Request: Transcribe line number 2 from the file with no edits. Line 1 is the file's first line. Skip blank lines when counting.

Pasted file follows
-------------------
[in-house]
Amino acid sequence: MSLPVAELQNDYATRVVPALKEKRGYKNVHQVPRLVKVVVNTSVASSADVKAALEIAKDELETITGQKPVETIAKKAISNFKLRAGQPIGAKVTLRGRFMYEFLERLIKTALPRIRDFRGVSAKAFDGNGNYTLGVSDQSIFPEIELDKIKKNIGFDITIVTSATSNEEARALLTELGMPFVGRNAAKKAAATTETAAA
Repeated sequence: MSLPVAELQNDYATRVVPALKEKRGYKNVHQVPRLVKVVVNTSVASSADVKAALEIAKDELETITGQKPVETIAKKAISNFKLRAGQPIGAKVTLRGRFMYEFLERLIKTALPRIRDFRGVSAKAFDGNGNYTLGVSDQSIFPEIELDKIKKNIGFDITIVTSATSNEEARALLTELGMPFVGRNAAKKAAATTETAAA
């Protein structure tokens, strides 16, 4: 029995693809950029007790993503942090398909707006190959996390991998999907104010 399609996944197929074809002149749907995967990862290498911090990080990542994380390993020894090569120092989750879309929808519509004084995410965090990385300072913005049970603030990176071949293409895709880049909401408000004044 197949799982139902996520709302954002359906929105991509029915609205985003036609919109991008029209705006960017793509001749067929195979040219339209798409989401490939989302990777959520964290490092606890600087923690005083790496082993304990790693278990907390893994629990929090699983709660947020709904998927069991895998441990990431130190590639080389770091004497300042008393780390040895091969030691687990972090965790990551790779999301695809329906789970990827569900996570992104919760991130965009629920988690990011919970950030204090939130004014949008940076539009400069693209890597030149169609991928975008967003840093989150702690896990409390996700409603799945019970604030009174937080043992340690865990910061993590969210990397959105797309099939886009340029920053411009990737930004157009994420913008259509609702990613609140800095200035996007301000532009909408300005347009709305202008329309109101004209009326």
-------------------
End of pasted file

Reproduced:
Amino acid sequence: MSLPVAELQNDYATRVVPALKEKRGYKNVHQVPRLVKVVVNTSVASSADVKAALEIAKDELETITGQKPVETIAKKAISNFKLRAGQPIGAKVTLRGRFMYEFLERLIKTALPRIRDFRGVSAKAFDGNGNYTLGVSDQSIFPEIELDKIKKNIGFDITIVTSATSNEEARALLTELGMPFVGRNAAKKAAATTETAAA